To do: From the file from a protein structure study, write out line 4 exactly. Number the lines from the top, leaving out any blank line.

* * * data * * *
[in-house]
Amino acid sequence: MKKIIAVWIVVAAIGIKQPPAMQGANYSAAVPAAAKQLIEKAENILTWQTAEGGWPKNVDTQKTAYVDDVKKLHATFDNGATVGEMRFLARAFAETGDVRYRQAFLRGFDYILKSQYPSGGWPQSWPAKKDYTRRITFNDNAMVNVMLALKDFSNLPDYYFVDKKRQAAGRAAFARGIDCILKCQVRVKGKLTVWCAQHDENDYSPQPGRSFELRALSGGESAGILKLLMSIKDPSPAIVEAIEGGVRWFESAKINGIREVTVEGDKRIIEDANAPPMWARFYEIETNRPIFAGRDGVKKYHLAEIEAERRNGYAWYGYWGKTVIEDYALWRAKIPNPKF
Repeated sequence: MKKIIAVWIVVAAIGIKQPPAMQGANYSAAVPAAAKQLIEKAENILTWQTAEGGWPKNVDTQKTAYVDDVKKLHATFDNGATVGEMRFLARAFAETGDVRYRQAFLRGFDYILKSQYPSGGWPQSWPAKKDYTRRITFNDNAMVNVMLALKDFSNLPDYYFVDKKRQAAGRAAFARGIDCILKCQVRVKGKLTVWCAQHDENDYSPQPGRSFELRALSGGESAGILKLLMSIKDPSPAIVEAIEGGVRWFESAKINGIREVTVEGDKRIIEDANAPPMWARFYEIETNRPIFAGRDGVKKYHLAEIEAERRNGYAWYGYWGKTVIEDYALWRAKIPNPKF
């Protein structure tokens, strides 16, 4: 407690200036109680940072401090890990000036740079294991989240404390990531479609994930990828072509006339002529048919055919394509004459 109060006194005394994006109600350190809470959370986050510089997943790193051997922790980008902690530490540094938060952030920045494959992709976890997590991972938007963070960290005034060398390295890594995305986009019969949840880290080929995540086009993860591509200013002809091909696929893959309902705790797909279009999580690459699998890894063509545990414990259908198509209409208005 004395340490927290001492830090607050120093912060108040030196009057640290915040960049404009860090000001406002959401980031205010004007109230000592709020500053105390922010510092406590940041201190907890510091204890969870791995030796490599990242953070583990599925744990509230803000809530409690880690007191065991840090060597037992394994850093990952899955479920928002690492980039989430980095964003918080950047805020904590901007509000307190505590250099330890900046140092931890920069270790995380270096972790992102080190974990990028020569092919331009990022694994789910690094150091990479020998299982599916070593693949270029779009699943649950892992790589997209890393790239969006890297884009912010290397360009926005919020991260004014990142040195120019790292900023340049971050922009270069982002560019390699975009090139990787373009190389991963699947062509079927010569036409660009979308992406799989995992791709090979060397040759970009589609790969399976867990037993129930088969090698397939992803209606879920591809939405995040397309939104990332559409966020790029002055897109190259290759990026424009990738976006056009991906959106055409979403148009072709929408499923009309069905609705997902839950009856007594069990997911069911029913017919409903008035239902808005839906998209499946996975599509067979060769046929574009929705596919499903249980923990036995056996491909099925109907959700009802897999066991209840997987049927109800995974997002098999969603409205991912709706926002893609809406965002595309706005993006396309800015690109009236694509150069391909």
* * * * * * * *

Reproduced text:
């Protein structure tokens, strides 16, 4: 407690200036109680940072401090890990000036740079294991989240404390990531479609994930990828072509006339002529048919055919394509004459 109060006194005394994006109600350190809470959370986050510089997943790193051997922790980008902690530490540094938060952030920045494959992709976890997590991972938007963070960290005034060398390295890594995305986009019969949840880290080929995540086009993860591509200013002809091909696929893959309902705790797909279009999580690459699998890894063509545990414990259908198509209409208005 004395340490927290001492830090607050120093912060108040030196009057640290915040960049404009860090000001406002959401980031205010004007109230000592709020500053105390922010510092406590940041201190907890510091204890969870791995030796490599990242953070583990599925744990509230803000809530409690880690007191065991840090060597037992394994850093990952899955479920928002690492980039989430980095964003918080950047805020904590901007509000307190505590250099330890900046140092931890920069270790995380270096972790992102080190974990990028020569092919331009990022694994789910690094150091990479020998299982599916070593693949270029779009699943649950892992790589997209890393790239969006890297884009912010290397360009926005919020991260004014990142040195120019790292900023340049971050922009270069982002560019390699975009090139990787373009190389991963699947062509079927010569036409660009979308992406799989995992791709090979060397040759970009589609790969399976867990037993129930088969090698397939992803209606879920591809939405995040397309939104990332559409966020790029002055897109190259290759990026424009990738976006056009991906959106055409979403148009072709929408499923009309069905609705997902839950009856007594069990997911069911029913017919409903008035239902808005839906998209499946996975599509067979060769046929574009929705596919499903249980923990036995056996491909099925109907959700009802897999066991209840997987049927109800995974997002098999969603409205991912709706926002893609809406965002595309706005993006396309800015690109009236694509150069391909």